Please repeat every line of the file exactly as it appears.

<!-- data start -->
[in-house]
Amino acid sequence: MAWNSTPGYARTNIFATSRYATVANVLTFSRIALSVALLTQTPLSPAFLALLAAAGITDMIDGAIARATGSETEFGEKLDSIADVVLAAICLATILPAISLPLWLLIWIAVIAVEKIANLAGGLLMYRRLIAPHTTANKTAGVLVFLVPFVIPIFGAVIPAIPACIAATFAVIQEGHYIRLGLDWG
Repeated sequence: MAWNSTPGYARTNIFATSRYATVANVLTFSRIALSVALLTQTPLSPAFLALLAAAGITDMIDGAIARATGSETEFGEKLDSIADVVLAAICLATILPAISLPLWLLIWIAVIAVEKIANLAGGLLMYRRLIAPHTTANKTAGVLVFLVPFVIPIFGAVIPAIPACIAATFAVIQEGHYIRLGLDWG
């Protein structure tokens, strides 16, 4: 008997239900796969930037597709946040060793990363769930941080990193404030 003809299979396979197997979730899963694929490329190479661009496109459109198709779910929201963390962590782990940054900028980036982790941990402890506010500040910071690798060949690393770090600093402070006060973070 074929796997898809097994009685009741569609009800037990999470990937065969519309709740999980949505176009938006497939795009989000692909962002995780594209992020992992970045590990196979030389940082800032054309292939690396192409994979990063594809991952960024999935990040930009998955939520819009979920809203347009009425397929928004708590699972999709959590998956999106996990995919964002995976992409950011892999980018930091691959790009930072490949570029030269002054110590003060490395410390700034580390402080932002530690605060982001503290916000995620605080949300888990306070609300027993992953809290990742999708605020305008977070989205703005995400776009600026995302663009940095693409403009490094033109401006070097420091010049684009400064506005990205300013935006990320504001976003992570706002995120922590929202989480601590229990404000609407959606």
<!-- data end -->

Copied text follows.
[in-house]
Amino acid sequence: MAWNSTPGYARTNIFATSRYATVANVLTFSRIALSVALLTQTPLSPAFLALLAAAGITDMIDGAIARATGSETEFGEKLDSIADVVLAAICLATILPAISLPLWLLIWIAVIAVEKIANLAGGLLMYRRLIAPHTTANKTAGVLVFLVPFVIPIFGAVIPAIPACIAATFAVIQEGHYIRLGLDWG
Repeated sequence: MAWNSTPGYARTNIFATSRYATVANVLTFSRIALSVALLTQTPLSPAFLALLAAAGITDMIDGAIARATGSETEFGEKLDSIADVVLAAICLATILPAISLPLWLLIWIAVIAVEKIANLAGGLLMYRRLIAPHTTANKTAGVLVFLVPFVIPIFGAVIPAIPACIAATFAVIQEGHYIRLGLDWG
């Protein structure tokens, strides 16, 4: 008997239900796969930037597709946040060793990363769930941080990193404030 003809299979396979197997979730899963694929490329190479661009496109459109198709779910929201963390962590782990940054900028980036982790941990402890506010500040910071690798060949690393770090600093402070006060973070 074929796997898809097994009685009741569609009800037990999470990937065969519309709740999980949505176009938006497939795009989000692909962002995780594209992020992992970045590990196979030389940082800032054309292939690396192409994979990063594809991952960024999935990040930009998955939520819009979920809203347009009425397929928004708590699972999709959590998956999106996990995919964002995976992409950011892999980018930091691959790009930072490949570029030269002054110590003060490395410390700034580390402080932002530690605060982001503290916000995620605080949300888990306070609300027993992953809290990742999708605020305008977070989205703005995400776009600026995302663009940095693409403009490094033109401006070097420091010049684009400064506005990205300013935006990320504001976003992570706002995120922590929202989480601590229990404000609407959606």